Hearsay rules clarified but further guidaince is needed
The Court of Appeal (Criminal Division) has held, in R v Chinn  All ER (D) 130 (Mar), that not all of a witness statement should have been put before the jury; however the jury had not heard any inadmissible evidence of importance. Sara Woodhouse Davie of GCN was interviewed for Lexis Nexis Current Awareness (published 16.4.12) and welcomed this clarification of hearsay rules but said further guidance is needed.
Extracts from the article as follows:
Following an incident in a nightclub, a defendant was convicted of unlawful wounding. He was identified as the person who threw a glass bottle causing injury by a witness who gave a police statement a few hours afterwards. However, at trial, he had little memory of some aspects of the incident, relying only on his statement. At issue was whether the evidence in the statement was admissible and the conviction unsafe under s120 of the Criminal Justice Act 2003...
Sara Woodhouse Davie comments: âThe court observed that those parts of the document on which the witness was cross examined and which he accepted as being the case would be admissible as evidence of those facts anyway. It therefore appears that the Court has construed the poorly drafted subsection [s 120(3)] to give effect to its intended purpose. What is clear, however, and should be borne in mind by practitioners, is that the document itself should not be given to the jury (even though it is an exhibit) unless the parties agree or the court considers it appropriate.â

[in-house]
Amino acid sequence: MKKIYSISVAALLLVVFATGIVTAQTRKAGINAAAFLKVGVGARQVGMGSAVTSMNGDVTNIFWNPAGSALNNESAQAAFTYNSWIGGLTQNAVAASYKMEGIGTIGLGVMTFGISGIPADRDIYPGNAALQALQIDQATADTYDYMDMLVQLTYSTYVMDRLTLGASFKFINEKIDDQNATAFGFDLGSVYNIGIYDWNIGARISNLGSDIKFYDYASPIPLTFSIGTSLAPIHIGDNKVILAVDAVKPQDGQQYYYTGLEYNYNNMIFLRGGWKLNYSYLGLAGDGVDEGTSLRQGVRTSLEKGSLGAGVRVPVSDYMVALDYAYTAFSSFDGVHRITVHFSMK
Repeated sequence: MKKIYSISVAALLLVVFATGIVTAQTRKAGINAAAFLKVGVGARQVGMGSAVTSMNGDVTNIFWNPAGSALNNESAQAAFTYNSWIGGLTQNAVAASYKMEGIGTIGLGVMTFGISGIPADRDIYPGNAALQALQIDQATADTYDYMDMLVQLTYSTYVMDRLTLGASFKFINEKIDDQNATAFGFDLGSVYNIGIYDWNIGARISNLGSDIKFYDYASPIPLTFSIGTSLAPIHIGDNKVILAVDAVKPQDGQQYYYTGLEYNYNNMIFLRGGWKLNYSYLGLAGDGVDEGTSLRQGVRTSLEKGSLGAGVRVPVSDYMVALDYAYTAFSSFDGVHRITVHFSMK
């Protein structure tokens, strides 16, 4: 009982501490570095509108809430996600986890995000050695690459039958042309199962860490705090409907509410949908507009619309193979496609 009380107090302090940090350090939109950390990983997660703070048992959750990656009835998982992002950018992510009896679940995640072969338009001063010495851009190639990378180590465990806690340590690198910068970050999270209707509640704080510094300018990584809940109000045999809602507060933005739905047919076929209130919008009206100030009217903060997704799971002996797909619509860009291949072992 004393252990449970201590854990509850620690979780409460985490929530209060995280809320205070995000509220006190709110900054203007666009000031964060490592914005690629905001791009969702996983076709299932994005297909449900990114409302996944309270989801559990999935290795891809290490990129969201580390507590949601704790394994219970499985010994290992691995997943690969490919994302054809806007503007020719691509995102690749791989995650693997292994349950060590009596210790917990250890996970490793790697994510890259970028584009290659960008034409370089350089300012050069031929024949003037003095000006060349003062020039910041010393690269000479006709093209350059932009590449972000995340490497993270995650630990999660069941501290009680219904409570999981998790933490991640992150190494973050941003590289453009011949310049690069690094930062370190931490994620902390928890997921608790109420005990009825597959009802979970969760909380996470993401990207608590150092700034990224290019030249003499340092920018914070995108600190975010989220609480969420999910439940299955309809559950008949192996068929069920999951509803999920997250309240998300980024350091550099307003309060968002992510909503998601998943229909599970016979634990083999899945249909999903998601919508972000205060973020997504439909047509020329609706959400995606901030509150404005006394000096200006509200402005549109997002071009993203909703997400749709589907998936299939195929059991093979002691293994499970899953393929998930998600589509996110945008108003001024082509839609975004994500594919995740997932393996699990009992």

âContrary to the commentary in Archbold 2012(at para 11-38), this subsection may apply regardless of whether or not the witness can recall the relevant description (unaided or at all) at the time of giving oral evidence. Criminal practitioners should be alert to this provision as it will allow prosecutors to routinely seek to introduce a previous statement if it contains such a description. A defendant can no longer rely on witnesses not âcoming up to proofâ in relation to previous identifications or descriptions.â
She comments: âIn practice, many contested trials take place a number of months or even years after an alleged incident is said to have occurred. Defendants should therefore be advised that cases may still proceed, even if a prosecution witness can no longer remember all or part of their evidence by the date of the trial. (That said â it should be noted that s 120 can equally apply to the previous statement of a Defendant who chooses to give evidence at trial).â
> The full article can be found on under Current Awareness on the Lexis Nexis network (subscription only) ref: LNB News 17/04/2012 46 "Hearsay Rules Clarified But Further Guidance is Needed". Click here to sign in if you have an account.